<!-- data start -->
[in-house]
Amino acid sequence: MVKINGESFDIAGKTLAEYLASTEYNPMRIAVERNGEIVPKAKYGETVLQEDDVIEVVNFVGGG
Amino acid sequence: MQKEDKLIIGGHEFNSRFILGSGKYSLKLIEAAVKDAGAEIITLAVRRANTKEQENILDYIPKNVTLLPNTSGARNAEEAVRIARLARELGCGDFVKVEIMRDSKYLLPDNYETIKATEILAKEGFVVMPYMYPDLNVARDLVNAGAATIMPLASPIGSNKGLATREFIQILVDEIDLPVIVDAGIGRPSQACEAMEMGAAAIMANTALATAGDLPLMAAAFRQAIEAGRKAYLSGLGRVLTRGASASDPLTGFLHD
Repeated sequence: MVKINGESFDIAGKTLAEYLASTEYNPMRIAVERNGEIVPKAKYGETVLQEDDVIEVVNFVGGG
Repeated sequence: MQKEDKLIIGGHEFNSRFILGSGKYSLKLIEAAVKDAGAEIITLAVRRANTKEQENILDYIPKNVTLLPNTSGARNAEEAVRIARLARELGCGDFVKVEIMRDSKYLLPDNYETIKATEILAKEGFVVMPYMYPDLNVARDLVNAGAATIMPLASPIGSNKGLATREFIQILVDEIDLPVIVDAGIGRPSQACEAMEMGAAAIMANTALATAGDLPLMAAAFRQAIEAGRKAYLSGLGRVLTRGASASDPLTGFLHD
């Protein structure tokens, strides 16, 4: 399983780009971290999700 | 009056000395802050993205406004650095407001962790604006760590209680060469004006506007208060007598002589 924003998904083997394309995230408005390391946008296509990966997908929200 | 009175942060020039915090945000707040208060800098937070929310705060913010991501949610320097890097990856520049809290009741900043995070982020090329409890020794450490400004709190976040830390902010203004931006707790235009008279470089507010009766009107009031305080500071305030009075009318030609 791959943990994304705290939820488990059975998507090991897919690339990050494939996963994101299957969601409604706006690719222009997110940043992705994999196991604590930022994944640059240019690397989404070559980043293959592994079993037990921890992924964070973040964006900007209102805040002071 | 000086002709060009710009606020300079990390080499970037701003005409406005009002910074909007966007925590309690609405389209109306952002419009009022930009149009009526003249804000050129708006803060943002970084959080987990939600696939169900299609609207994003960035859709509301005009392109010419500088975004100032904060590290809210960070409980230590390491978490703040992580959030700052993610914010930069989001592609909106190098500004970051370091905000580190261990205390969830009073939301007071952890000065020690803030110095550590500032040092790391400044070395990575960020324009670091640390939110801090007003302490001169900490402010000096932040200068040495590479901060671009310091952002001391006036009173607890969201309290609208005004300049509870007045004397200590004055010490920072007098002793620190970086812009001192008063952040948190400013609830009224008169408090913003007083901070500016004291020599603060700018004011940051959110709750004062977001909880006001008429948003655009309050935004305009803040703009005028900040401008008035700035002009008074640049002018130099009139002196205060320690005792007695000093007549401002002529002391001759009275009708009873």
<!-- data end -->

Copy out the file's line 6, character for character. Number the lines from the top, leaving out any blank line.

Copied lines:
């Protein structure tokens, strides 16, 4: 399983780009971290999700 | 009056000395802050993205406004650095407001962790604006760590209680060469004006506007208060007598002589 924003998904083997394309995230408005390391946008296509990966997908929200 | 009175942060020039915090945000707040208060800098937070929310705060913010991501949610320097890097990856520049809290009741900043995070982020090329409890020794450490400004709190976040830390902010203004931006707790235009008279470089507010009766009107009031305080500071305030009075009318030609 791959943990994304705290939820488990059975998507090991897919690339990050494939996963994101299957969601409604706006690719222009997110940043992705994999196991604590930022994944640059240019690397989404070559980043293959592994079993037990921890992924964070973040964006900007209102805040002071 | 000086002709060009710009606020300079990390080499970037701003005409406005009002910074909007966007925590309690609405389209109306952002419009009022930009149009009526003249804000050129708006803060943002970084959080987990939600696939169900299609609207994003960035859709509301005009392109010419500088975004100032904060590290809210960070409980230590390491978490703040992580959030700052993610914010930069989001592609909106190098500004970051370091905000580190261990205390969830009073939301007071952890000065020690803030110095550590500032040092790391400044070395990575960020324009670091640390939110801090007003302490001169900490402010000096932040200068040495590479901060671009310091952002001391006036009173607890969201309290609208005004300049509870007045004397200590004055010490920072007098002793620190970086812009001192008063952040948190400013609830009224008169408090913003007083901070500016004291020599603060700018004011940051959110709750004062977001909880006001008429948003655009309050935004305009803040703009005028900040401008008035700035002009008074640049002018130099009139002196205060320690005792007695000093007549401002002529002391001759009275009708009873």